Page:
Best not say anything at all.
Some old idioms do have meaning and wisdom – don’t they?
And hey, I’m all about public discourse, enriching conversations, and working to find spaces for disagreement. However, when it comes to a person’s individual life, I have yet to figure out why it has become culturally “okay” to offer unsolicited commentaries.
I won’t dance around the elephant in the room – I am speaking specifically to my experience as a lesbian. I came out several years ago and even today continue to encounter pushback in the form of texts, Facebook messages, and the like from individuals who are affronted by my “choice” to be gay.
The most recent message just came a few weeks ago; a scathing, loaded message that, quite literally, was “a message from God” from the person who wrote it. Included in this long note was comments about the surprise and shock that came with realizing that I was gay, specifically that I was touting myself as both gay and Christian.
This person wrote, “I was once again surprised and devastated to see on one of your recent posts that you still consider yourself to be a Christian even though you’ve chosen a lifestyle of homosexuality. That is not possible, Heather. Please believe me that it is not my desire to preach to you: my utmost desire is to obey God in reaching out to you in love and truth, and I do so because I care for you as a person.”
You can imagine I had lots of thoughts about this. One, I didn’t choose this identity. What I did choose to be was a Christian. Also, homosexuality is not a lifestyle. IT IS NOT OKAY TO SAY THIS. A lifestyle is how a person chooses to live (i.e. “a lavish lifestyle” would imply lots of vacations and luxury travel). It is problematic to assume that an LGBTQ+ person has a specific kind of lifestyle. LGBTQ+ people are not robots and certainly do not live in one particular kind of way.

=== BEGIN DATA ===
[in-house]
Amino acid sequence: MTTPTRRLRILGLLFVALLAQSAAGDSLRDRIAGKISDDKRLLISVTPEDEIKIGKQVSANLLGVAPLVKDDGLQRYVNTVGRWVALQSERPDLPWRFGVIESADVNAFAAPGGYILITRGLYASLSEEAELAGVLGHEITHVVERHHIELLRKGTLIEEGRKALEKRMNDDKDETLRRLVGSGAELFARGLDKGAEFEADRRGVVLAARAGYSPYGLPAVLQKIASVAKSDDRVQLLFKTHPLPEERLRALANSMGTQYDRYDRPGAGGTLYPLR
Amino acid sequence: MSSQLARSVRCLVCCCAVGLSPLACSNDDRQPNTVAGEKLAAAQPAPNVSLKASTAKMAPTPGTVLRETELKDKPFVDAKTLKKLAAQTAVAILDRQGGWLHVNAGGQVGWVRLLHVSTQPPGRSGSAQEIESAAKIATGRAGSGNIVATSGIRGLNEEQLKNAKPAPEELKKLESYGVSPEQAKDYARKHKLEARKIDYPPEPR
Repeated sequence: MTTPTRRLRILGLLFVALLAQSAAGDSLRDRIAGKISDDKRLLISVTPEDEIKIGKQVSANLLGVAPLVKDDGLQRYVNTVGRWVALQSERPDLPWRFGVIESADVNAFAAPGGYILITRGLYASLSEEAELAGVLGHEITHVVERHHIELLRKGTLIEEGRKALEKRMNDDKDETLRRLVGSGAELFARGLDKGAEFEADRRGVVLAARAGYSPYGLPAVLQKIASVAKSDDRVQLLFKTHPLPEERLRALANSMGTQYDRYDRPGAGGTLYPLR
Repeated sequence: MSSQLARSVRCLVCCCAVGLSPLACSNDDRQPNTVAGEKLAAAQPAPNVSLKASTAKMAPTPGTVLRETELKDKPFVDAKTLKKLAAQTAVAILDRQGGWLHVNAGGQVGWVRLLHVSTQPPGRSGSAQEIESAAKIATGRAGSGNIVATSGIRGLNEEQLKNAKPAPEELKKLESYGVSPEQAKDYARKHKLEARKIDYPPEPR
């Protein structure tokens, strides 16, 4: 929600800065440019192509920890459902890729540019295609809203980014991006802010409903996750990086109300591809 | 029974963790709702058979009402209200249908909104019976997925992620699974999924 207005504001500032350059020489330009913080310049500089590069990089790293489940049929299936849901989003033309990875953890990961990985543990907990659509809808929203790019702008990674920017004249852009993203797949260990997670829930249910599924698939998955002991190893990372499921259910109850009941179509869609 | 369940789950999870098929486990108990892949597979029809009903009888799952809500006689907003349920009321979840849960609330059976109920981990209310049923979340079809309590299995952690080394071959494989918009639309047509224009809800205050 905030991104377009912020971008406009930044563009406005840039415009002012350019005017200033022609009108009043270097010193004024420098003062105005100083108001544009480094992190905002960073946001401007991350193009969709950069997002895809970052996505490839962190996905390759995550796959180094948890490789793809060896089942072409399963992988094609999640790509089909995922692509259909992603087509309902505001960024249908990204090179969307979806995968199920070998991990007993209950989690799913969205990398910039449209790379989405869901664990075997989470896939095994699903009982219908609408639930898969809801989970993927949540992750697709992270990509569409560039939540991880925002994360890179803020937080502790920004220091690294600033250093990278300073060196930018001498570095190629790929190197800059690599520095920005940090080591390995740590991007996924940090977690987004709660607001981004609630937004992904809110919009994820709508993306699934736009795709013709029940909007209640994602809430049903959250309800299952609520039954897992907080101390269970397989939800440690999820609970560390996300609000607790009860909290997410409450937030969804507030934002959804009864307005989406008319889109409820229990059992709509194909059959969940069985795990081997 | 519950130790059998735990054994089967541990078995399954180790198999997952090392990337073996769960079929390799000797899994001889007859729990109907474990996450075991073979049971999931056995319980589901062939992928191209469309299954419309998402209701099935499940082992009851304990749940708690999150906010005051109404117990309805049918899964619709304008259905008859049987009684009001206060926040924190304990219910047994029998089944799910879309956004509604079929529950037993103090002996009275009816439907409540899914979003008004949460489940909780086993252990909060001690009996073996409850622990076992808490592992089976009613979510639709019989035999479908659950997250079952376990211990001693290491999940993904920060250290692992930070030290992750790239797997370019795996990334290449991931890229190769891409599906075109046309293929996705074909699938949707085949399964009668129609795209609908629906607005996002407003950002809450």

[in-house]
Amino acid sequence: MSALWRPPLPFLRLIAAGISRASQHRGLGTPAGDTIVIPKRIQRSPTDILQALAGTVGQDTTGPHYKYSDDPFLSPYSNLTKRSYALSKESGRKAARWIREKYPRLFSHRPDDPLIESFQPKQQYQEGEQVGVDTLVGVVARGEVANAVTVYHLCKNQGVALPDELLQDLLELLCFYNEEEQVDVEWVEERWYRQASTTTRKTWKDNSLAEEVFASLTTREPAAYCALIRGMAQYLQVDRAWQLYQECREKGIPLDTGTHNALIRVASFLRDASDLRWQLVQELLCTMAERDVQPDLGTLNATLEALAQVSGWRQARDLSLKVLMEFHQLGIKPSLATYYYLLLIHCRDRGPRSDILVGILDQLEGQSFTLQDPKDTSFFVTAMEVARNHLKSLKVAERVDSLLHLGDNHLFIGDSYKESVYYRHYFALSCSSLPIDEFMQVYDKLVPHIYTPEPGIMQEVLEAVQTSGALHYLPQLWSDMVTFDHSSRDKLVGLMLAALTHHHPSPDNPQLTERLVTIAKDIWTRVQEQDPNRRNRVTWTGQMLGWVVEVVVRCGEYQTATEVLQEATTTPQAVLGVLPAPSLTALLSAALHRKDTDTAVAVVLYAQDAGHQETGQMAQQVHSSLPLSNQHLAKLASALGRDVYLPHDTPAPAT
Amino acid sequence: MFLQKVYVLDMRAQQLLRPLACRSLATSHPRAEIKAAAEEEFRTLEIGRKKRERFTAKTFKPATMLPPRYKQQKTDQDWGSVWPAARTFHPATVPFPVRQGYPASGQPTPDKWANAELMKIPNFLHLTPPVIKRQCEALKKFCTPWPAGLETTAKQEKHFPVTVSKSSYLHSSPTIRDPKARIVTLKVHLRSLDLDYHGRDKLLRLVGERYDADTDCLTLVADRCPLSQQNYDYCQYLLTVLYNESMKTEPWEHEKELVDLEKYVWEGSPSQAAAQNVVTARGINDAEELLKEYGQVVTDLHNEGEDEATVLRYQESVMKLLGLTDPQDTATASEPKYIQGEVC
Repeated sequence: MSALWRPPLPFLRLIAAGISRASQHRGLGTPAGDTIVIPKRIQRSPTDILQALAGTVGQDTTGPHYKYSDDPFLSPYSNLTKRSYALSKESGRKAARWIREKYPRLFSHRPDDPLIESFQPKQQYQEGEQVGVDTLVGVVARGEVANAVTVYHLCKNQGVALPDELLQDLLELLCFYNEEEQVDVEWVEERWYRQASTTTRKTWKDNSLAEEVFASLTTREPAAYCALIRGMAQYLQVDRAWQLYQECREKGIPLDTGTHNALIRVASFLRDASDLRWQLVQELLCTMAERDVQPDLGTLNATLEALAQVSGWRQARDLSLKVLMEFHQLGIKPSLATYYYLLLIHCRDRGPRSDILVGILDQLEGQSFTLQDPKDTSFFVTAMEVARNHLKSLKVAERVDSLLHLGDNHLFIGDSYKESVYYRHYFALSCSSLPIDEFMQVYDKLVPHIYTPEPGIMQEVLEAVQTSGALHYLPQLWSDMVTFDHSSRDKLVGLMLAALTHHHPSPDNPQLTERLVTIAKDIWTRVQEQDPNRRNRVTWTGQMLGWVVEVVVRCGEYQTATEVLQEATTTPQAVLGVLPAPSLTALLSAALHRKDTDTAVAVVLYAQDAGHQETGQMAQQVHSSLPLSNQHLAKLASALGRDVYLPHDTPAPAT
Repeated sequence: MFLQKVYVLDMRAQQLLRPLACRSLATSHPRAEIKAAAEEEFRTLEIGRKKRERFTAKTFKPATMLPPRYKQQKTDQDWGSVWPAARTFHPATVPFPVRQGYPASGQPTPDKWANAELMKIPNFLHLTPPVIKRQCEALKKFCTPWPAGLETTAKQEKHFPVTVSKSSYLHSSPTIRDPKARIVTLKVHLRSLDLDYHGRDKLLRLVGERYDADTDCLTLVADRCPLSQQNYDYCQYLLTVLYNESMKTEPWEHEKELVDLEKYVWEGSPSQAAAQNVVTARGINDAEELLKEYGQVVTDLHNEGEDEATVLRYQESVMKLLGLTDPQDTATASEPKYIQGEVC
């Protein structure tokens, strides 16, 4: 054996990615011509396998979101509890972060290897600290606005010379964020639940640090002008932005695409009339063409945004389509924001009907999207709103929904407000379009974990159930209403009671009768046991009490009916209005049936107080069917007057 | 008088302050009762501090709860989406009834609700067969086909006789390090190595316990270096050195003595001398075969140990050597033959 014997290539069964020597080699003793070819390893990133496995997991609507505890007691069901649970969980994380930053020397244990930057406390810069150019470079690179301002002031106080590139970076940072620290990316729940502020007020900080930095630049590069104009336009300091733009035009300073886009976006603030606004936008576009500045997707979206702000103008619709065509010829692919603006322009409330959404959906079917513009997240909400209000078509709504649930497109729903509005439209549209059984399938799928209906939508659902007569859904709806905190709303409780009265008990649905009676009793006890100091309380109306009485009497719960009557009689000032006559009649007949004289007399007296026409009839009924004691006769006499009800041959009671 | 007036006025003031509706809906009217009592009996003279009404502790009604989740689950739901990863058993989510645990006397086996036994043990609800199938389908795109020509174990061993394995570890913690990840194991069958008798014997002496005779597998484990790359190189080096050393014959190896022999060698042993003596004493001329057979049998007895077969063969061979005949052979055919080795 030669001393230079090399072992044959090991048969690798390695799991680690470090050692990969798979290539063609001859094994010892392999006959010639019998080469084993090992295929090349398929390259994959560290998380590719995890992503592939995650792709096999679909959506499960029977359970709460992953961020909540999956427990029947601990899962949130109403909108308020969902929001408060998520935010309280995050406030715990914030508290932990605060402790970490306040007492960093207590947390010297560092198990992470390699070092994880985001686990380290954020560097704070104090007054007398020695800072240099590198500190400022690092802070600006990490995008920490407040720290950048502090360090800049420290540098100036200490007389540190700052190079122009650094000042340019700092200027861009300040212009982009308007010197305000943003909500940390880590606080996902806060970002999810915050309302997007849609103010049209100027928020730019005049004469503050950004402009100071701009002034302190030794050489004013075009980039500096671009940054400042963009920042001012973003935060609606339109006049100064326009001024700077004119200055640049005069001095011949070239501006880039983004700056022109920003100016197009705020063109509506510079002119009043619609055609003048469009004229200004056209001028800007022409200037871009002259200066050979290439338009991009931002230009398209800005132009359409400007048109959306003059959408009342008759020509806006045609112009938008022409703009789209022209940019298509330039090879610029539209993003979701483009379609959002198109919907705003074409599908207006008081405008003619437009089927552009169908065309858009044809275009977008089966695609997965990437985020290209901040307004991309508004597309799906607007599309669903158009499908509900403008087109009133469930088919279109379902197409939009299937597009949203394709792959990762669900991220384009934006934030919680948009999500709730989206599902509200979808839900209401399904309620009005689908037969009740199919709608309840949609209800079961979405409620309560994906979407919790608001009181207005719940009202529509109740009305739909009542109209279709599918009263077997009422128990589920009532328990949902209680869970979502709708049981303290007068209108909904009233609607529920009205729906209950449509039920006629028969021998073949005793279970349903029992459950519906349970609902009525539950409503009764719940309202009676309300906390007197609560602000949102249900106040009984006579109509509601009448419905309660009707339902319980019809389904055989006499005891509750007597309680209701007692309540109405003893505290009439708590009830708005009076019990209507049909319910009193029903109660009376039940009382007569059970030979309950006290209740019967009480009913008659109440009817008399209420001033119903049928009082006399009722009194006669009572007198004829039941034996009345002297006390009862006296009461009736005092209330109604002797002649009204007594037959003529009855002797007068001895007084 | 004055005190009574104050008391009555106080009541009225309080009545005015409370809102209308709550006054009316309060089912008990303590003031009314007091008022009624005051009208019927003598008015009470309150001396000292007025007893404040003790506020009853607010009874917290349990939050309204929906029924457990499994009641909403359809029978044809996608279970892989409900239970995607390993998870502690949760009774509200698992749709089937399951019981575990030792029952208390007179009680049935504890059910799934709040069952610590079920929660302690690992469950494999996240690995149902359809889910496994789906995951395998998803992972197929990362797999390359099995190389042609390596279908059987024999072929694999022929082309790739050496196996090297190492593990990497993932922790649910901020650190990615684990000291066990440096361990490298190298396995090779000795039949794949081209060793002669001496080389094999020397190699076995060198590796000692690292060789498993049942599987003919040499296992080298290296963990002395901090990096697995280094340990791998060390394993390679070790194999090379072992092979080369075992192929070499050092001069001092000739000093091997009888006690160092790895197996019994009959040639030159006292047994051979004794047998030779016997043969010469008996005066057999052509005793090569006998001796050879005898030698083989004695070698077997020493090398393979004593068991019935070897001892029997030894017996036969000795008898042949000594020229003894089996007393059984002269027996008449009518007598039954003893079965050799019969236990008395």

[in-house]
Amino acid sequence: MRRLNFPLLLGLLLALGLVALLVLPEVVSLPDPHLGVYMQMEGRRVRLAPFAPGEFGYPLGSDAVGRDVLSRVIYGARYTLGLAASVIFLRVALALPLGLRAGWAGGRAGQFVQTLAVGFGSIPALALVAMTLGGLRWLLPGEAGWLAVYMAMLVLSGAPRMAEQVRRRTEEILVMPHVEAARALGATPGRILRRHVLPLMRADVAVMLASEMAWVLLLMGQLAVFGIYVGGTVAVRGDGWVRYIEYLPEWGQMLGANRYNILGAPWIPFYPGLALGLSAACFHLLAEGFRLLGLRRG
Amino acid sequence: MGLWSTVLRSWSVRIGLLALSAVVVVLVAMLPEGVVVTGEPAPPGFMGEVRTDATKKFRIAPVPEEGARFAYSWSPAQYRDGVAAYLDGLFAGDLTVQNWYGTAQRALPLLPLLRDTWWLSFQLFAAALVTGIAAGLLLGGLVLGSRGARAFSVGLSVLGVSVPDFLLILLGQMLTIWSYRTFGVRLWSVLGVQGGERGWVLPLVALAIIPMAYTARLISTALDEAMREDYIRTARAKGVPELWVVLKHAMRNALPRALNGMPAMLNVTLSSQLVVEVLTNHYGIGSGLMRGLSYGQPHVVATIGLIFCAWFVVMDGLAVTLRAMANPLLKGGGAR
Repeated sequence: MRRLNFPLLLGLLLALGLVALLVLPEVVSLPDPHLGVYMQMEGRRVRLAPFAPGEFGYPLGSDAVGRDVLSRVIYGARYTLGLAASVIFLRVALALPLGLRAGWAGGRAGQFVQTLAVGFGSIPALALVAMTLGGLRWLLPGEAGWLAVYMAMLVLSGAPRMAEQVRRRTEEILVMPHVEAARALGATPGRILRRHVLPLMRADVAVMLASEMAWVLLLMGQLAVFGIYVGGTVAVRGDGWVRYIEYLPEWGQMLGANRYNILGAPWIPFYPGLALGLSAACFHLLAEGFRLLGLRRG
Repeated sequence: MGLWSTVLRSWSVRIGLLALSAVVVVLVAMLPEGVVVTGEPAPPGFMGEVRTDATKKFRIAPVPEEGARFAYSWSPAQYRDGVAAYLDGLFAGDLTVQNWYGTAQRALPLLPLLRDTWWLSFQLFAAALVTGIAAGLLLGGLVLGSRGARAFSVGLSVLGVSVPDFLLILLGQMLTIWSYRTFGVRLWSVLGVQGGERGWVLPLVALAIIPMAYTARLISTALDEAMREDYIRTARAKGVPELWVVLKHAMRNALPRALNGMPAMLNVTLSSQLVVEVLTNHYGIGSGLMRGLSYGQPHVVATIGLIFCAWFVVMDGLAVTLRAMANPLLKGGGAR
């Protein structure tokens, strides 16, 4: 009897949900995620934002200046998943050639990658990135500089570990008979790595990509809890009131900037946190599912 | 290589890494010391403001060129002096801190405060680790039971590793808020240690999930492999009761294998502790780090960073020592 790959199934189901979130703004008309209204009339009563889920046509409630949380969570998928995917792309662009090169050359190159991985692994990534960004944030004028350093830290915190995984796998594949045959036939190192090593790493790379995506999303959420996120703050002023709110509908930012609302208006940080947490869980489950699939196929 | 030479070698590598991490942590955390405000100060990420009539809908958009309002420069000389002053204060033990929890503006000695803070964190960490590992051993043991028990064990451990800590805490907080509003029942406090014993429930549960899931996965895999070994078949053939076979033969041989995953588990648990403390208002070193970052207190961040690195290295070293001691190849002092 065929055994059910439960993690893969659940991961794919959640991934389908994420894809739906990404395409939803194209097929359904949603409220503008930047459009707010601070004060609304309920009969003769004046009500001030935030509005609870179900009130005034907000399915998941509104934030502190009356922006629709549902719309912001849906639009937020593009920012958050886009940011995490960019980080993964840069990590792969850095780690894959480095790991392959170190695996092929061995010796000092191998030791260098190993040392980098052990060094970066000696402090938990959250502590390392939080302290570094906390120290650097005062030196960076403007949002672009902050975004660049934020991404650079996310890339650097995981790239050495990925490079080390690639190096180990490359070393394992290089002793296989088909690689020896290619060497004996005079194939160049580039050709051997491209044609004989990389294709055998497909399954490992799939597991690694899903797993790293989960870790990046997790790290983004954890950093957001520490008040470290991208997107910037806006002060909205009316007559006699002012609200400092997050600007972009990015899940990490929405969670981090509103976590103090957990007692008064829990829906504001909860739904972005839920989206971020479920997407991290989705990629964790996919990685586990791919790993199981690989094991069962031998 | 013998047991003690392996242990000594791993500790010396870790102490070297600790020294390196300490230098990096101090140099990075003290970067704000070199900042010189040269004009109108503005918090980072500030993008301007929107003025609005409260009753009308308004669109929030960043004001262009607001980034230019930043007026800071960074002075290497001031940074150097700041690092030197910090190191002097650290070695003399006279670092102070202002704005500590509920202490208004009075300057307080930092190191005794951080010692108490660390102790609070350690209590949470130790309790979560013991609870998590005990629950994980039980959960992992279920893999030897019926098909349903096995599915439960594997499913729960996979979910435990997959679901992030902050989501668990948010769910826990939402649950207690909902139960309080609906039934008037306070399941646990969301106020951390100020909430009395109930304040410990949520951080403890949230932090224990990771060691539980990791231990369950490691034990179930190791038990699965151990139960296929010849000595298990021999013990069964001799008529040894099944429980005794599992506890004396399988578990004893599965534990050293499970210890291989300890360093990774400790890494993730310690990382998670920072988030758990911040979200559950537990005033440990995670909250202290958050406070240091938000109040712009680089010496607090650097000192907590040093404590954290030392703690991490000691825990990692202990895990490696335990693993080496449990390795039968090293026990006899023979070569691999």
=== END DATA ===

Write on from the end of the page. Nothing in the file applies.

And lastly, it is probably best not to make presumptions about my relationship with God OR how God sees me. Nobody can say this definitively. We are humans. I am tired of communities or individuals thinking that they have their market share on who or what God stands for. The entire premise of faith is that of mystery. Faith is expounding on certainty; it is finding solace in the inexplicable. Faith is trusting something bigger than yourself. Faith is vested in hope, love, and humanity. Yet, so many of these kinds of messages reek of self-righteousness, doctrine, and a prescribed kind of religion.
I wanted to share some other comments, words, questions, and conversations I have had to have in the last few years since coming out. Many of these have been so uncomfortable. And so, I write this with the hopes that if you do know someone struggling with their identity or someone who has already come out, please please – don’t ask them these questions. I’ve listed them below for reference.
Whatever you think about LGBTQ+ people, understand that your opinion does not carry more weight than the right for that person to exist. Their story is just as important as yours. It is tempting and often the norm to feel as though you MUST share what you think about a person’s life experience. Here’s the thing: you don’t.
All you need to do is listen. Hold space. Make no assumptions. Be curious (but respectful). Be open.
“Why can’t you change?”
This question assumes that a person a) should change or b) hasn’t already asked this question. I prayed at least a hundred times for God to change my identity. I wanted it so badly. I even tried to be straight. It doesn’t work. At one point, I even considered trying conversion/reparative therapy. The “therapy” works on a premise that having a non-conforming gender identity or same-sex attraction is a mental disorder. Conversion therapies are largely discredited by governing associations the psychological and psychiatric realm. Countless studies show that the therapy is ineffective and harmful.
But to the point – how would you feel if a core piece of your identity existed and someone asked why you couldn’t change that? Could you help that you were born with a particular skin color? Could you help what nationality you have?